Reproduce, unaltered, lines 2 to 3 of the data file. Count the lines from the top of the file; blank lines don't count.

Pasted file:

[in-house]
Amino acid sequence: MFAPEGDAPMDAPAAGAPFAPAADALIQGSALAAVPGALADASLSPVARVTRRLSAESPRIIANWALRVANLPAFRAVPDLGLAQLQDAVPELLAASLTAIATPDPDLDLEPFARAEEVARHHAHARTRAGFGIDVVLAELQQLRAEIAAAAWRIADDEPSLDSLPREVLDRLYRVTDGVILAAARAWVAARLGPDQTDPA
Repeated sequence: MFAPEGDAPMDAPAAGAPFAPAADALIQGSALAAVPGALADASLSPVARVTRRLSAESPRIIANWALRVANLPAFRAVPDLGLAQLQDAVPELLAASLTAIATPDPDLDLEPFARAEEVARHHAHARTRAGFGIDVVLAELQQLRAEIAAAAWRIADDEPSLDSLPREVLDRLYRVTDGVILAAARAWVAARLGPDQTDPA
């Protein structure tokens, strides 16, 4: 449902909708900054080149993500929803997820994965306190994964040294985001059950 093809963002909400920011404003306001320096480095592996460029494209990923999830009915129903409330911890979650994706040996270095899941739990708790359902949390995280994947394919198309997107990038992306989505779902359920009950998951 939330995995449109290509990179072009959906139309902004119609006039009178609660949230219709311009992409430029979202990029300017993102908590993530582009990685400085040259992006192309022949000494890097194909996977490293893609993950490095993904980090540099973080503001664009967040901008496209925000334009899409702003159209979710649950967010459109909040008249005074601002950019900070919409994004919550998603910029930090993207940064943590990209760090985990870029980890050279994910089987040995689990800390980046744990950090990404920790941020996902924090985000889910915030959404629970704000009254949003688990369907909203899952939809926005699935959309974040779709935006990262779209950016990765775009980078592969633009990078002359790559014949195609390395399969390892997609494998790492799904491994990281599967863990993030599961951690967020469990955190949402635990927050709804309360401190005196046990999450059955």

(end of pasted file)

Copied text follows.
Amino acid sequence: MFAPEGDAPMDAPAAGAPFAPAADALIQGSALAAVPGALADASLSPVARVTRRLSAESPRIIANWALRVANLPAFRAVPDLGLAQLQDAVPELLAASLTAIATPDPDLDLEPFARAEEVARHHAHARTRAGFGIDVVLAELQQLRAEIAAAAWRIADDEPSLDSLPREVLDRLYRVTDGVILAAARAWVAARLGPDQTDPA
Repeated sequence: MFAPEGDAPMDAPAAGAPFAPAADALIQGSALAAVPGALADASLSPVARVTRRLSAESPRIIANWALRVANLPAFRAVPDLGLAQLQDAVPELLAASLTAIATPDPDLDLEPFARAEEVARHHAHARTRAGFGIDVVLAELQQLRAEIAAAAWRIADDEPSLDSLPREVLDRLYRVTDGVILAAARAWVAARLGPDQTDPA